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At the Missoula City Club’s March luncheon, Rep. Brad Tschida said things that were either mistakes or simply wrong concerning his opposition to Medicaid expansion.

First, he actually complained that the federal government plans to reduce its share to a measly 90 percent of our costs and — because we would have to pay 10 percent — we should turn it down.

Next, he implied that by turning it down, our federal taxes would go down. The truth is that our taxes will remain the same and some other state will get the benefits for their rural hospitals, increased local, taxpaying jobs, and healthier workers who pay taxes.

Then Tschida implied that federal dollars might need to be repaid. Fact: Affordable Care Act funds are not loans.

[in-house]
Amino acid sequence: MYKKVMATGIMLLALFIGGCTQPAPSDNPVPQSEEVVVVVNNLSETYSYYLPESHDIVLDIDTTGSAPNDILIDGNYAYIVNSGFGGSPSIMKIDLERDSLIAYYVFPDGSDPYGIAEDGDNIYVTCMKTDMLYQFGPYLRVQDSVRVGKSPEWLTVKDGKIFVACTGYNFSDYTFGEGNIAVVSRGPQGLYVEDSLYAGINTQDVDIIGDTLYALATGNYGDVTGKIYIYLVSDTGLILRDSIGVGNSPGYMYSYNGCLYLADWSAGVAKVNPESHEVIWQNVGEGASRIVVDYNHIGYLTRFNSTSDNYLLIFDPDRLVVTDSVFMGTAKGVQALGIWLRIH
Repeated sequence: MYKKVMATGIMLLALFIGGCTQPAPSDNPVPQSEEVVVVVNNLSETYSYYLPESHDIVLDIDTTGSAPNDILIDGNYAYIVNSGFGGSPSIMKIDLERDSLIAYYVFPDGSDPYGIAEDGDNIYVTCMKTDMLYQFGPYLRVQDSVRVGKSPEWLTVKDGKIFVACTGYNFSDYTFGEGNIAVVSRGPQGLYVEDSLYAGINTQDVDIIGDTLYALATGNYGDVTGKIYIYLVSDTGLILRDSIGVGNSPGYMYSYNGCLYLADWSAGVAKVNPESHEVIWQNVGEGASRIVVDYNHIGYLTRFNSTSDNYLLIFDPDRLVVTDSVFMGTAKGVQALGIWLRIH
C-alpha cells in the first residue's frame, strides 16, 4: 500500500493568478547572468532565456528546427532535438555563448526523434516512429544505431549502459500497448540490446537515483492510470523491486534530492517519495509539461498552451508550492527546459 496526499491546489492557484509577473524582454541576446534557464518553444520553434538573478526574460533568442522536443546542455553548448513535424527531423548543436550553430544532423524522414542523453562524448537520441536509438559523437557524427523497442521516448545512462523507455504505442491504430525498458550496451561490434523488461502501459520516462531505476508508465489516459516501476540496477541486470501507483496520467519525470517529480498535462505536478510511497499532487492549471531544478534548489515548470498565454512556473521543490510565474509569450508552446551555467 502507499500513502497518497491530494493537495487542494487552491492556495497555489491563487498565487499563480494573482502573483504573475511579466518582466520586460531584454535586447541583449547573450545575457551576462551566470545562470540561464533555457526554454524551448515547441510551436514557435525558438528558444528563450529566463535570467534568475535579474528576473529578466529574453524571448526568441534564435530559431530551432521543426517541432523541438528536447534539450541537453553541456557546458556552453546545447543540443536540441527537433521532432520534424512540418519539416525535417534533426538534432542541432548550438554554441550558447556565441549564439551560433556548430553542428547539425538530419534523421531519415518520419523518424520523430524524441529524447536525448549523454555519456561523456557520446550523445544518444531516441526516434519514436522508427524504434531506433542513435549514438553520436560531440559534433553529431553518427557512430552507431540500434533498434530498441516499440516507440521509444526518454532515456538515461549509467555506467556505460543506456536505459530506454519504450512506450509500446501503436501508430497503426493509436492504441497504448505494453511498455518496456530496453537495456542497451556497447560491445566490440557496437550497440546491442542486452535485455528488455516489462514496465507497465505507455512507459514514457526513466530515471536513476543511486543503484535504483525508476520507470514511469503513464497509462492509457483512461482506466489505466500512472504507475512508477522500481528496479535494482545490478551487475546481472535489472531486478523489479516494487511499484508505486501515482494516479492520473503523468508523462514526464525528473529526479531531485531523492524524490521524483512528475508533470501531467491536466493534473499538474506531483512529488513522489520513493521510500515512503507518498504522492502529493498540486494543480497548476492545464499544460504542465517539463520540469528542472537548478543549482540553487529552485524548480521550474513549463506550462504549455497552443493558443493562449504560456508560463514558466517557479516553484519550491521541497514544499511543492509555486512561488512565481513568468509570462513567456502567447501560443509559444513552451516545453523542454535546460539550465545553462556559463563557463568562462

Finally, he worried that these funds could — at some mystical time in the future — be withdrawn. While this might be possible, is that a reason to not take the opportunity now to help tens of thousands of our fellow Montanans maintain their health and jobs?

A point Tschida overlooks is that without Medicaid expansion, the rest of us pay for the treatment of these 90,000 at the highest price — emergency room prices, when they don’t pay.

Burt Caldwell,


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